PICTURES: Relic of floating Highland church to be raised from the seabed

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It was one of the most extraordinary vessels ever built in Scotland.

When The Free Church broke from The Church of Scotland in 1843, the community in Sunart, Lochaber, asked the landowner for some acreage on which they could build a new place of worship. He refused.

Somehow, this remote community raised a remarkable £1400, to have a floating church constructed at a shipyard in Glasgow.

It was launched in 1846 and towed all the way to Loch Sunart where it was moored at Ardnastang Bay.


Now the same community has launched a crowdfunding appeal to raise the last relic of the unique church – an anchor and chain discovered by local diver John MacMillan.

The vessel was almost 80ft long, 24ft wide and 27ft high.

It came with a vestry, a pulpit and seating for 400 people. Some worshippers walked miles and then either crossed by rowing boat, or from stone jetty pulling themselves out in small boats on long ropes stretched between the church and the shore.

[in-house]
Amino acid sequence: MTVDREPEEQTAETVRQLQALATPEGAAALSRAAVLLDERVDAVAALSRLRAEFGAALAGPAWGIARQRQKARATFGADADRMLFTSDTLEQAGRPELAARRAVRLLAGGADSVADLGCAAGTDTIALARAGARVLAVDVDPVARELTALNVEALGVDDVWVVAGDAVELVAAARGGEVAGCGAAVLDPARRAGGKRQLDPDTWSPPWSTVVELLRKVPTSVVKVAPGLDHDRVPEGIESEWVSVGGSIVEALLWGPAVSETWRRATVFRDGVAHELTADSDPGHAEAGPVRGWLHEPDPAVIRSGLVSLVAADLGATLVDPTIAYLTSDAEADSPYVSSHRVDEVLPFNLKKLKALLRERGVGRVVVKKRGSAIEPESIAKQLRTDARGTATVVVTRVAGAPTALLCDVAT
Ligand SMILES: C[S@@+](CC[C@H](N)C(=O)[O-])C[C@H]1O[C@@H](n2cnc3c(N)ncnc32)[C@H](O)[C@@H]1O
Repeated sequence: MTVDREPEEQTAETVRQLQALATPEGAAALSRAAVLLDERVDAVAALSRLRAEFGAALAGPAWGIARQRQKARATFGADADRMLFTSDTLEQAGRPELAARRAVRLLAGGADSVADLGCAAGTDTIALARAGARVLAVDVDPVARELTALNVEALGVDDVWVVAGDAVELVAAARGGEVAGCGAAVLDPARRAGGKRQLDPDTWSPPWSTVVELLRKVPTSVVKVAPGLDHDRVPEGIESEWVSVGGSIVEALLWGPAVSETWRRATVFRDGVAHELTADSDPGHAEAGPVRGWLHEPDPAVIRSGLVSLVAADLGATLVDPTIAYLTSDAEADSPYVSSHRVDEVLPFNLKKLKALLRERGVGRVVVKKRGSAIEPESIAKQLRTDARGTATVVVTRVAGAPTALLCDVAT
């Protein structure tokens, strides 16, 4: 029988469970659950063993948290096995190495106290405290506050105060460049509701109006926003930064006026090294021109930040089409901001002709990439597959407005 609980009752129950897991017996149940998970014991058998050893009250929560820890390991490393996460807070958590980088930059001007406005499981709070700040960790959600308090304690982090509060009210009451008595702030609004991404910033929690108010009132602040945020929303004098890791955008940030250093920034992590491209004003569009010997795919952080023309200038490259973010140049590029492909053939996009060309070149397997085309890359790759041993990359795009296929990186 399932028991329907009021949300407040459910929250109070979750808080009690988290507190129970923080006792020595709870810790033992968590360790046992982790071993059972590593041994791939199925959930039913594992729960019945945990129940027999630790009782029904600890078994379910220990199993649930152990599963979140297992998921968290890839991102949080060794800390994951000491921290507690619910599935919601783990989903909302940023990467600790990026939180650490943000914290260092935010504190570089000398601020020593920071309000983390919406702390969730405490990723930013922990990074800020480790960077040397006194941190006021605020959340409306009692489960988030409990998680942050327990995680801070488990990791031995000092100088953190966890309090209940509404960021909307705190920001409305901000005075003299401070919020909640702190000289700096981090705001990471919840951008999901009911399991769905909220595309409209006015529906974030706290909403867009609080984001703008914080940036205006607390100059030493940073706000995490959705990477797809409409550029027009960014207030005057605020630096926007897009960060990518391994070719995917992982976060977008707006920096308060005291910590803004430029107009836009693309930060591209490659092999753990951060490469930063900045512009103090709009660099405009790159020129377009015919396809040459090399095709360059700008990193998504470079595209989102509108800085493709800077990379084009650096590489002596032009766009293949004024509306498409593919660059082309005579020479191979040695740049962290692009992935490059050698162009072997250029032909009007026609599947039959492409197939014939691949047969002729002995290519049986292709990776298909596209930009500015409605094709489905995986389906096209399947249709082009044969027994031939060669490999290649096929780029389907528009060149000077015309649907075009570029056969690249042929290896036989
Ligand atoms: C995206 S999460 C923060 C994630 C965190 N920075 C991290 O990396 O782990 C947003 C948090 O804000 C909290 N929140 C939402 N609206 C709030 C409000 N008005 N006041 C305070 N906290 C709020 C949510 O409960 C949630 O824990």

Years later the church was blown ashore during a storm. It settled between high and low tide which is designated as “no man’s land”, therefore the unapproving Laird could not intervene.

There it was used for some years as a church and a school until finally the Laird allowed a plot of land on which a stone church could be built.

It was thought that every trace of the floating church was removed for salvage. Until earlier this year when Mr MacMillan found one of the original “mushroom” anchors and some chain.

Now the community is trying to raise £6,000 towards the cost of lifting and preserving the anchor.

A statement on the crowdfunder website says: “The floating church has been folklore throughout the years. We have an opportunity now of actually bringing this artefact on to land and of telling the whole story.


“Please help us raise £6,000 towards the costs of lifting and conserving the anchor. It will be displayed in the village of Strontian, where the story can then be brought to life.”

Last night 12 people had donated a total of £255.

Once raised and preserved, the artefacts could be the centrepiece for a proposed local heritage centre at Strontian.